Party of Regions' sights as the orange minister most likely 
to be removed from his position by a simple majority vote in 
parliament (Rada). 
4.  (C)  During an October 4 meeting with EUR DAS David 
Kramer and Ambassador, PM Yanukovych singled out Tarasyuk for 
criticism.  The PM said that he regretted the previous day's 
decision by the political council of Tarasyuk's People's 
Movement of Ukraine (Rukh) party to go into opposition even 
as the Our Ukraine bloc was continuing its negotiations. 
This had led to pressure in the Rada to seek Tarasyuk's 
resignation.  Yanukovych described Tarasyuk's position as an 
irresponsible one for a sitting minister to take, but he said 
he would not let Party of Regions bring up the issue in the 
Rada until he had approved the move.  Yanukovych's comments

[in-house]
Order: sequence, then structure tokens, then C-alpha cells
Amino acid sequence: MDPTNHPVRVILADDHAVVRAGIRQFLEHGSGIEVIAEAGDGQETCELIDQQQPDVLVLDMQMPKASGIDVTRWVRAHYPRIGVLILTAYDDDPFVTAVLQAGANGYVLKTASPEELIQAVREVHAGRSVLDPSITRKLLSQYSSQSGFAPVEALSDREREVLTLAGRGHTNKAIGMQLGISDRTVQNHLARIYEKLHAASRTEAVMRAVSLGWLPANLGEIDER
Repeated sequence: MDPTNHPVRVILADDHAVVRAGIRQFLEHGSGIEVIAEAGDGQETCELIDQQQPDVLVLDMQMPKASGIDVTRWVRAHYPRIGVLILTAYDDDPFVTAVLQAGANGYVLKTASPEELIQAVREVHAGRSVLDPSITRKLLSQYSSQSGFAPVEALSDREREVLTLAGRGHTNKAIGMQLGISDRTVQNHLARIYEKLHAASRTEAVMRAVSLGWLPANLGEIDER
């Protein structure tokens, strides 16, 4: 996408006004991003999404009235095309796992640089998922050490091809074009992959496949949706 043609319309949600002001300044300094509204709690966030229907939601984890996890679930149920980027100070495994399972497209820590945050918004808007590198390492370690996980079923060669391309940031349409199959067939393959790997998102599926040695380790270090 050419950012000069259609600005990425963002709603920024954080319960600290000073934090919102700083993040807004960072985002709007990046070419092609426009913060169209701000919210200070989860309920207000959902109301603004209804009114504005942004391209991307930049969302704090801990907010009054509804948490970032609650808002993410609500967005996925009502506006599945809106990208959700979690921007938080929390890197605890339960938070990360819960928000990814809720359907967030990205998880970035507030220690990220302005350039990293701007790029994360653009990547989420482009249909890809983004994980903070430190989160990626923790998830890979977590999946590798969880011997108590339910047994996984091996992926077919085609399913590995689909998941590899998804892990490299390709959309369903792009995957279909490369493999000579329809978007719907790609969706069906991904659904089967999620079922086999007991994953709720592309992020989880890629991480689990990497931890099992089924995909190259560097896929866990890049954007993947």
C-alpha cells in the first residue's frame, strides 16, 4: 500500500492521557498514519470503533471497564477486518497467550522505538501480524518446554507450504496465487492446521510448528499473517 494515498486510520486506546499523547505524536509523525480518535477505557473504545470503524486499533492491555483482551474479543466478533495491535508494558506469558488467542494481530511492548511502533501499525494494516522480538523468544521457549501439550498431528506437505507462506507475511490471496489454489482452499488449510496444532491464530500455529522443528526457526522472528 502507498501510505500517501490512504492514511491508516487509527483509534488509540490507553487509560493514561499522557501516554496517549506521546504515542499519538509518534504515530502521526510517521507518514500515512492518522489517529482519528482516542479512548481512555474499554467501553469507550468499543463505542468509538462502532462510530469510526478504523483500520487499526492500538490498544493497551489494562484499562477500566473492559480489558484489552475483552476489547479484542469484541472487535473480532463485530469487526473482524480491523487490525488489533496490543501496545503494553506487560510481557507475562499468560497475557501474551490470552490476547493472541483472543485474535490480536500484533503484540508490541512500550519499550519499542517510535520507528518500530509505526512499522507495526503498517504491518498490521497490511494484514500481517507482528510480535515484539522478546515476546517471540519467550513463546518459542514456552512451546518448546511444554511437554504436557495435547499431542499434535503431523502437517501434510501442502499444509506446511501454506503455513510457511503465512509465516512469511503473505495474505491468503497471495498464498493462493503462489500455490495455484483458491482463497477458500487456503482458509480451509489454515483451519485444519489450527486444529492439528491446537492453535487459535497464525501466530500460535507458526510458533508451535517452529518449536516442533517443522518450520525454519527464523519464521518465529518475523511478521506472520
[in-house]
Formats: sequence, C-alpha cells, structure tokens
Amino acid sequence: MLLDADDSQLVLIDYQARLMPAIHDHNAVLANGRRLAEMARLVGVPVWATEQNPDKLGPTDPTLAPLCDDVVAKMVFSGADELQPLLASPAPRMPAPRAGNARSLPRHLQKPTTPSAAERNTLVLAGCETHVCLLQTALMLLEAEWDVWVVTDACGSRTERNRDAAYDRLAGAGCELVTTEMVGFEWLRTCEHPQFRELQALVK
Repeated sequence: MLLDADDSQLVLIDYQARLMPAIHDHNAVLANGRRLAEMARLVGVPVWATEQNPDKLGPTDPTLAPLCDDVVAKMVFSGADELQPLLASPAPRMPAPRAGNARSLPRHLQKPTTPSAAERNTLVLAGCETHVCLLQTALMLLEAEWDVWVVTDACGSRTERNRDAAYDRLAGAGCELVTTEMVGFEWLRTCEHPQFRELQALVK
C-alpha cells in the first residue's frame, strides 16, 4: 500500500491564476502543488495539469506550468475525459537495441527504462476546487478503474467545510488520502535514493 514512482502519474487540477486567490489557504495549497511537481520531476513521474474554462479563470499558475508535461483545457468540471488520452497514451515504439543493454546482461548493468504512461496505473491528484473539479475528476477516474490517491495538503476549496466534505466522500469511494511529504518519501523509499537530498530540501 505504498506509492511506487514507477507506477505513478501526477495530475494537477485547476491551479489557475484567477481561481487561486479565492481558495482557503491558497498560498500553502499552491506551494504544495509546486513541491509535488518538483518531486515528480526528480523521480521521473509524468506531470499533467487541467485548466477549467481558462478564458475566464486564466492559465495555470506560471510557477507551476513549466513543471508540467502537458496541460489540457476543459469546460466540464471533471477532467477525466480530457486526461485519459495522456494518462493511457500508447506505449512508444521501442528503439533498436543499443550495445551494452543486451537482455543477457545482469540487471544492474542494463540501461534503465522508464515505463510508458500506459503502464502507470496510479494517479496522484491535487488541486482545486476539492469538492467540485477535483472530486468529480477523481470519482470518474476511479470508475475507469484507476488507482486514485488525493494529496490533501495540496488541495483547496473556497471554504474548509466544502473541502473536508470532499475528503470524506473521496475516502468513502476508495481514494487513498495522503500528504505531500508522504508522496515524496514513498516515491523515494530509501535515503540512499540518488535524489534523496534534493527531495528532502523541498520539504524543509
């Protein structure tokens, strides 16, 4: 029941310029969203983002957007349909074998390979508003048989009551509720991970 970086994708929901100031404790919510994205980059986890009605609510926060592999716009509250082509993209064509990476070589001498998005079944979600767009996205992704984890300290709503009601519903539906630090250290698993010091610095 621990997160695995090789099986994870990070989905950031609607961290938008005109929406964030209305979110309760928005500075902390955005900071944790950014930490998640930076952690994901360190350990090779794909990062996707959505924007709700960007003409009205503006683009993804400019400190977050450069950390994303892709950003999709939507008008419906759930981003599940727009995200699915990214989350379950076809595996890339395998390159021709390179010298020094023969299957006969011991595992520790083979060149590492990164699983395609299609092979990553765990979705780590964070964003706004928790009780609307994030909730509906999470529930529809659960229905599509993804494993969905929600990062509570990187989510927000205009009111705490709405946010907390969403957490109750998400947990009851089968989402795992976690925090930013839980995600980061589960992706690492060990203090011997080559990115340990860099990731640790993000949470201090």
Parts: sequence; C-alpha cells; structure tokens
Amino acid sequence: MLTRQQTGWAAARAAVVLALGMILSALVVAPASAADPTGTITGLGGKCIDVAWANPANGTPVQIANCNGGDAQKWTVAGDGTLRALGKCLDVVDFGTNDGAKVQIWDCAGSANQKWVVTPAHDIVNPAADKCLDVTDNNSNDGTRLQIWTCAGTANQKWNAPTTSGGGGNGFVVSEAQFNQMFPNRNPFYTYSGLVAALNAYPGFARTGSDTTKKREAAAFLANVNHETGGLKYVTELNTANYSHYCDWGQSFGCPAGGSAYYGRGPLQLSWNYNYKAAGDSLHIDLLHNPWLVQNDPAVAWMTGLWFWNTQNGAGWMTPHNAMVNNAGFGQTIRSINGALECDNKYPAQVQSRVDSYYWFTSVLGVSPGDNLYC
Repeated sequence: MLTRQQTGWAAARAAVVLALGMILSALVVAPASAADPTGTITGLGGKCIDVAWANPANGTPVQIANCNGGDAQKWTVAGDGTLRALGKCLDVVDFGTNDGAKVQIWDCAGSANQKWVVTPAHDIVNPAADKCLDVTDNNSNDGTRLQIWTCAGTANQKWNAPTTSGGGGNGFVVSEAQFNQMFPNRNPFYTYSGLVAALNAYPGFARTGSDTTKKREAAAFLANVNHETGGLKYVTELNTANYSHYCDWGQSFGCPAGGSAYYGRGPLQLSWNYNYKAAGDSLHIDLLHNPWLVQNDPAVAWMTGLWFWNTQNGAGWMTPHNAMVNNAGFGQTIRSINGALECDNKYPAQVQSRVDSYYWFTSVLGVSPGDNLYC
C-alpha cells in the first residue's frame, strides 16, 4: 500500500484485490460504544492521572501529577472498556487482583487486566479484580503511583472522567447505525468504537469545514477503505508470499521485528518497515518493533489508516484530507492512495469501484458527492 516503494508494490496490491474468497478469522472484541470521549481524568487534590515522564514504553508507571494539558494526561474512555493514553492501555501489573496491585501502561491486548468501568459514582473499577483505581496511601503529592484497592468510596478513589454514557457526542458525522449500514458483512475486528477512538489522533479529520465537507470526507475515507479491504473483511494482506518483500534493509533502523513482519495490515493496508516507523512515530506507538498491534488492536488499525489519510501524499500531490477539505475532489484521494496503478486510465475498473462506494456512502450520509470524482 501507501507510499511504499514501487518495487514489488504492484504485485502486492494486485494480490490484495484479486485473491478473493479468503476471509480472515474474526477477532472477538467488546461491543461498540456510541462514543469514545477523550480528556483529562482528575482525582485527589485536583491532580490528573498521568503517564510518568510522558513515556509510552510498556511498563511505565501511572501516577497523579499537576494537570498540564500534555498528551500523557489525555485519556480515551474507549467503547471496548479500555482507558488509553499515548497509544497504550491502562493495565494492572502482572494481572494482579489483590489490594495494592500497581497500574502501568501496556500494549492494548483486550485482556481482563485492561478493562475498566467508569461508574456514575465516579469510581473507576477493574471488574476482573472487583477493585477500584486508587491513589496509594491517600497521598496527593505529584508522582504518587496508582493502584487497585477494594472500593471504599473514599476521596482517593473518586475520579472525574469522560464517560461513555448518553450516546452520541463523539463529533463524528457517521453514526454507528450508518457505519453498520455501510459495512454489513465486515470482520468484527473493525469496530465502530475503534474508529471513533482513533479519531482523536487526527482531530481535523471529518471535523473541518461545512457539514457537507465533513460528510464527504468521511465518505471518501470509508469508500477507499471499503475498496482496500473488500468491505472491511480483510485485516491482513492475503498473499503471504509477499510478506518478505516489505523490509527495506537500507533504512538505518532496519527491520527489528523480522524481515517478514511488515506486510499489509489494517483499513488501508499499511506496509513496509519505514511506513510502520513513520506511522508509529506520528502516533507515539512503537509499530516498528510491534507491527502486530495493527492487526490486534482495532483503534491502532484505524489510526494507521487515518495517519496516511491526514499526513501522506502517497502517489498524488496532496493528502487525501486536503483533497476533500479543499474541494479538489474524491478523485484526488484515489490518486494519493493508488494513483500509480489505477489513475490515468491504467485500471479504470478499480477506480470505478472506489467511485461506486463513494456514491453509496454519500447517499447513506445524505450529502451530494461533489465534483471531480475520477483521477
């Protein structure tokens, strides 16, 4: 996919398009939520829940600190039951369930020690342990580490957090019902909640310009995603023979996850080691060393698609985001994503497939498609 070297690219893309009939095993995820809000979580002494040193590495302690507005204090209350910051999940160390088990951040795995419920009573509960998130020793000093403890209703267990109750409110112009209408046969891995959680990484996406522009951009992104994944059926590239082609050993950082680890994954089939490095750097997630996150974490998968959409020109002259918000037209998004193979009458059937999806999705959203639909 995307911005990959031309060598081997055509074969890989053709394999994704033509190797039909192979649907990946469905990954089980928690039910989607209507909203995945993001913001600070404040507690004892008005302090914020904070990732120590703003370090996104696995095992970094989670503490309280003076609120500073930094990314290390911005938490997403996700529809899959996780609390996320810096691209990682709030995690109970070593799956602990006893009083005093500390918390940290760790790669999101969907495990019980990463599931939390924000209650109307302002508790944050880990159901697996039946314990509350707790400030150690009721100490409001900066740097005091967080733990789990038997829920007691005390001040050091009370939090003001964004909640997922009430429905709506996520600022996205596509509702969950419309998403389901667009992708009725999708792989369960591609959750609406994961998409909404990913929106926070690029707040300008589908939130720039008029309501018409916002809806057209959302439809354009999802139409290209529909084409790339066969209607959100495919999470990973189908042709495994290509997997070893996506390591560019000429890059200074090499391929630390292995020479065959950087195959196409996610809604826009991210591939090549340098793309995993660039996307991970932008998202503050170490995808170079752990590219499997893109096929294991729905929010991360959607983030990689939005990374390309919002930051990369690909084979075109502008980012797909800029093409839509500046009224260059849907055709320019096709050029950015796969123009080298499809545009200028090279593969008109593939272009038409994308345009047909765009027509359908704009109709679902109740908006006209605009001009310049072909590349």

suggested that he did link Tarasyuk's appointment to 
President Yushchenko and that he would treat the Presidential 
appointments separately from the other OU ministers. 
Chaliy Next? 
5. (SBU) Nevertheless, rumors are circulating that Tarasyuk 
is on his way out and that Deputy Presidential Chief of Staff 
Oleksandr Chaliy is being positioned to replace Tarasyuk. 
According to this reasoning, Chaliy sits midway between the 
Yushchenko and Yanukovych camps in terms of his background 
and views and is thus acceptable to both.  (Embassy Note. 
Chaliy worked most recently in the Industrial Union of Donbas 
with newly appointed NSDC Secretary Vitaly Hayduk and, in 
July, then-Yanukovych foreign policy adviser Leonid Kozhara 
listed Chaliy as one of four possible foreign minister 
candidates acceptable to Party of Regions.) 
KIEV 00003923  002 OF 003 
6. (C) Tarasyuk, however, seems to be carrying on at MFA as 
if nothing has changed.  MFA Arms Control Department Director 
Belashov told us that Tarasyuk had chaired an October 9